When we cease to be an "emerging growth company" as defined under the JOBS Act, our auditors will be required to express an opinion on the effectiveness of our internal controls. If our auditors are then unable to express an opinion that our internal control over financial reporting is effective there could be an additional adverse impact on trading in our common stock.

The requirements of being a public company have increasingly strained our resources, increased our costs and distracted management, and we may be unable to comply with these requirements in a timely or cost-effective manner.

As a public company with listed equity securities, we must comply with certain laws, regulations and requirements, including corporate governance provisions of the Sarbanes-Oxley Act, related regulations of the Securities and Exchange Commission (the "SEC") and (if we are relisted on a national stock exchange) the requirements of the stock exchange where our shares may be listed, with which we were not required to comply as a private company. Complying with these statutes, regulations and requirements occupies a significant amount of the time of our board of directors and management and results in significant costs and expenses, which will increase after we are no longer an emerging growth company under the JOBS Act. Among the actions we have taken or are in the process of taking are to:
 
institute comprehensive corporate governance and compliance functions;
 
design, establish, evaluate and maintain a system of internal control over financial reporting in compliance with the requirements of Section 404(a) of the Sarbanes-Oxley Act and the related rules and regulations of the SEC and the Public Company Accounting Oversight Board;
 
comply with rules promulgated by the NASDAQ Global Market;
 
prepare and distribute periodic public reports in compliance with our obligations under the federal securities laws;

20


 
establish internal policies, such as those relating to disclosure controls and procedures and insider trading;
 
involve and retain outside counsel and accountants in connection with these activities; and
 
establish an investor relations function.

Due to the historic decentralized cash basis financial reporting at the Subsidiaries, complex accounting required by the acquisitions of Subsidiaries and our historic lack of effective controls over financial reporting, we have incurred accounting and auditing fees that are extraordinarily high for a public company of our size. In addition, these complexities have resulted in our inability to file our quarterly reports on Form 10-Q and a Form 10-K in a timely manner, which resulted in the suspension from trading (and will result in the eventual delisting) from the Nasdaq Global Market of our common stock. Please see the description elsewhere in these risk factors of our delinquencies in filing our quarterly reports on Form 10-Q and this Form 10-K. We have also incurred in the past and continue to incur considerable legal fees in connection with various matters described elsewhere in these risk factors. Total outside service and professional fees of almost $16 million have been incurred over the past two fiscal years while total revenues have been approximately $200 million over this period. Continued high legal, accounting and auditing costs of this magnitude are not sustainable and could have a material adverse effect on our financial condition, and continued late filing of routine securities filings could undermine investors’ confidence in our Company.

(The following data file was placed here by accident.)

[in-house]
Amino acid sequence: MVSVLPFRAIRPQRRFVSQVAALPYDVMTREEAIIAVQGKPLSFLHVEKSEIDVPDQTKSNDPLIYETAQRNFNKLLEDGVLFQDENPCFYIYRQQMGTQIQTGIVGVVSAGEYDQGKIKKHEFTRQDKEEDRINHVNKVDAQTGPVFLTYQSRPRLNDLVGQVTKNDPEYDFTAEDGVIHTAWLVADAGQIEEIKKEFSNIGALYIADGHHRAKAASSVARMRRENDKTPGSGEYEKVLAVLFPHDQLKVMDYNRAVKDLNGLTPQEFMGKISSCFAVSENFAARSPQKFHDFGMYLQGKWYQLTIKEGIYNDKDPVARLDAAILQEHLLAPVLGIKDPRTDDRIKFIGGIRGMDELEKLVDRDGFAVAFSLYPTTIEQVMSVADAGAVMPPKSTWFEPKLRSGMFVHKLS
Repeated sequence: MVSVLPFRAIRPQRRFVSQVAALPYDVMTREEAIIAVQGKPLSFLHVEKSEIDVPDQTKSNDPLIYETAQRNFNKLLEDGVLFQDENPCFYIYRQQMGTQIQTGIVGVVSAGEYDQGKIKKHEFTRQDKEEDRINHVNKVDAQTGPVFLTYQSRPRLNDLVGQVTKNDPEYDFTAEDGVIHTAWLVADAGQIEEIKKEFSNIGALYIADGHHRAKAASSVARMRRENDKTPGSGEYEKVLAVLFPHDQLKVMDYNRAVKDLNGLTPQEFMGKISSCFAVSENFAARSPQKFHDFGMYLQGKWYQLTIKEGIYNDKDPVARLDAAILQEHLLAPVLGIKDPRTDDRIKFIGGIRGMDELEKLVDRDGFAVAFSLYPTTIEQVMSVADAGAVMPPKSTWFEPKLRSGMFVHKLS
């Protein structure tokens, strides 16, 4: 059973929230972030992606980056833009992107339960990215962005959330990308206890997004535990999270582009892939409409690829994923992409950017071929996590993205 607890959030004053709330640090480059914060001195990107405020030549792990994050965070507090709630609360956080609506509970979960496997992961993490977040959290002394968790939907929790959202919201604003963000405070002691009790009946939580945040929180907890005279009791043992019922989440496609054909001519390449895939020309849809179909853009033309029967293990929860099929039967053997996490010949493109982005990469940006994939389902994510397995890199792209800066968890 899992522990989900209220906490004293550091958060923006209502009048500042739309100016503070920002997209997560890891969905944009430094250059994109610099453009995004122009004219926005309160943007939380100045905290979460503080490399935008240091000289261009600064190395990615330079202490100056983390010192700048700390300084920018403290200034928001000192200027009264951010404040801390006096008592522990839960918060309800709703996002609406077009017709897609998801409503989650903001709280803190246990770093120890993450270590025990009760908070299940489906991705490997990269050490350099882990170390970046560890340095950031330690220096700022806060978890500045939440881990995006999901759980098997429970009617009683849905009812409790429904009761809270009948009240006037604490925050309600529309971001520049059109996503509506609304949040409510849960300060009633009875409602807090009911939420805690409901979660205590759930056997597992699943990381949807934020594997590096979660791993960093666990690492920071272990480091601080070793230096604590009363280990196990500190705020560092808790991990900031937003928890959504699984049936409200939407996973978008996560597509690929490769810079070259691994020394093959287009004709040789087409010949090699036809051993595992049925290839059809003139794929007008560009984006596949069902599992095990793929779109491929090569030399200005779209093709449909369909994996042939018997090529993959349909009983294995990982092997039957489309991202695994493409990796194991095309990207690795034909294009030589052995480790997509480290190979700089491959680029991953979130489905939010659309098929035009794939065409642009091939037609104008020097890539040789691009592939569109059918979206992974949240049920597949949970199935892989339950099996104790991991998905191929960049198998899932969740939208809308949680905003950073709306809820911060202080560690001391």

We are an emerging growth company and our reliance on the reduced disclosure requirements applicable to emerging growth companies may make our common stock less attractive to investors.

We are an "emerging growth company," as defined in the JOBS Act, and we may take advantage of certain exemptions and relief from various reporting requirements that are applicable to other public companies, but are not applicable to emerging growth companies. In particular, while we are an emerging growth company, we are not required to comply with the auditor attestation requirements of Section 404(b) of the Sarbanes-Oxley Act, we are subject to reduced disclosure obligations regarding executive compensation in our periodic reports and proxy statements, and we are not required to hold nonbinding advisory votes on executive compensation or shareholder approval of any golden parachute payments not previously approved. We have taken advantage of certain reduced disclosure obligations and may elect to take advantage of other reduced burdens in future filings. Investors may find our common stock less attractive when we rely on these exemptions and relief. If some investors find our common stock less attractive as a result, there may be a less active trading market for our common stock and our stock price may decline and/or become more volatile.

ITEM 1B.     UNRESOLVED STAFF COMMENTS

None.

ITEM 2.     PROPERTIES

Our properties are described in the Facilities section in Item 1 of this Annual Report on Form 10-K, and such description is incorporated by reference into this Item 2. Our properties are sufficient to meet our present needs, and we do not anticipate any difficulty in securing additional space to conduct operations or additional office space, as needed, on terms acceptable to us.